College planning is a commonly overlooked piece of retirement planning. Most families and advisors haven’t even considered discussing college planning. And that’s because the majority of our mindsets tend to be focused on the accumulations of savings for retirement assets put into 401(k)s and IRAs. Add to this the currently challenging economy and instability of the marketplace, and it’s easy to see why most are focused only on the retirement nest egg and college planning gets overlooked.
Why do Americans save money in the first place? This question draws an array of answers — but there is one common thread. Most people save and plan because the goal is something near and dear to their heart. This is exactly where college planning fits in and unfortunately most American families are inadequately prepared for it.
Studies show that the majority of boomer families with college bound children do not know how they will finance their children’s college education. This is a big concern due to the rising cost for college education, with the current costs ranging anywhere from $50,000 to $200,000, depending upon if they attend a local or regional school verses going to a tier one school.
Paying for college, however, is the only one part of the puzzle. Matching the choice of the most suitable college or university and to navigate all the details of the process can be overwhelming and confusing.
The number of high school graduates and their parents turning to professional education consultants for help is expected to double in the next ten years, according to USA Today. Or, simply put by Money Magazine, a great number of colleges are now willing to pay to get the students they want. Many are offering financial aid to families that earn in excess of $150,000 per year. The students who typically receive the most lucrative college funding offers are those who know the most about the process. In today’s economy, it is a necessity to have a college degree to compete in the work place. We know that there are a fair amount of jobs out there that do not require a college degree, but typically they do not pay as well as the ones that do. The average student with a college degree makes almost double the amount of money over their lifetime as someone with a high school diploma. So planning for college funding is essential.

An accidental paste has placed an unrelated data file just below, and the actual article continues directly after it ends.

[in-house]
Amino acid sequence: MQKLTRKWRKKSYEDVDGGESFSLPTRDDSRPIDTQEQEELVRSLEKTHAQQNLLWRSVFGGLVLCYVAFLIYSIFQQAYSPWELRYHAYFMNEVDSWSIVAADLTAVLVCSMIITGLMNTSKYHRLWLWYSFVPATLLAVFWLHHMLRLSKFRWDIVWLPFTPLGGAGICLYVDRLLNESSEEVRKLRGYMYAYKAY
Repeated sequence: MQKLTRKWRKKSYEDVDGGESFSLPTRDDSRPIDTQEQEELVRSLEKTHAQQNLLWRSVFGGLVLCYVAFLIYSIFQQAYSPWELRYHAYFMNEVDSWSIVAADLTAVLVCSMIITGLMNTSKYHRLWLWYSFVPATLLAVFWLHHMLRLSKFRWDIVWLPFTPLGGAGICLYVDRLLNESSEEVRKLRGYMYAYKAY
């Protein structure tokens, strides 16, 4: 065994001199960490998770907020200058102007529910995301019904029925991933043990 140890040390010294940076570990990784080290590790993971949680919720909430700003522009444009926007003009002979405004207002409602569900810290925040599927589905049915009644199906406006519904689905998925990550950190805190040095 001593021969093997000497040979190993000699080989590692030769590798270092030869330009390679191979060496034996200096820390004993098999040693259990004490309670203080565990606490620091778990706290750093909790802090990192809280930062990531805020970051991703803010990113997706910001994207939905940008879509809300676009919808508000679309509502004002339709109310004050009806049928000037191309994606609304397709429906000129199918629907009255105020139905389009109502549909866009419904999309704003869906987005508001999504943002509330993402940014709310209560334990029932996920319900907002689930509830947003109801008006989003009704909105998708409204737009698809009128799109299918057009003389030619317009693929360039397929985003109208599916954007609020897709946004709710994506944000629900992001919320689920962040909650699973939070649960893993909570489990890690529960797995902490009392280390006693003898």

The misconception of actual college funding starts with most families looking to private sector of funding from local employees, major corporations (like Coca Cola, Visa, insurance companies etc.) who frequently give away millions of dollars per year in scholarships. Keep in mind this is only about 3 percent of all of the funding awarded each year. Families shouldn’t spend 80 percent of their time going after 3 percent of the money.
Right now there are over 60 colleges with endowment funds of over $1 billion dollars. There are over 300 schools with over $100 million in endowment funds. Colleges are businesses too so when it comes to tuition costs why pay the sticker price, when you should never pay sticker price. Obviously the colleges have more money than we do, so why not get them to contribute to the cost of the education. As you can see colleges are the largest providers of gift aid.
To maximize the amount of money from the school there are several important strategies: first the student needs to take care of business in the classroom. Grades are as important as test scores. Next colleges are now looking for students who are active participants in their community, because they want students who are involved in their community while attending school. Schools are attracted to students who will, in the future, once they have graduated, be willing to give back to the endowment funds; this enables the school to continue to fund future students’ education. Keep in mind, colleges do not look at gift aid as a handout, instead they look at it as an investment. As mentioned earlier, colleges are a business and they are looking for a good return on their investment and in this case the student is their investment.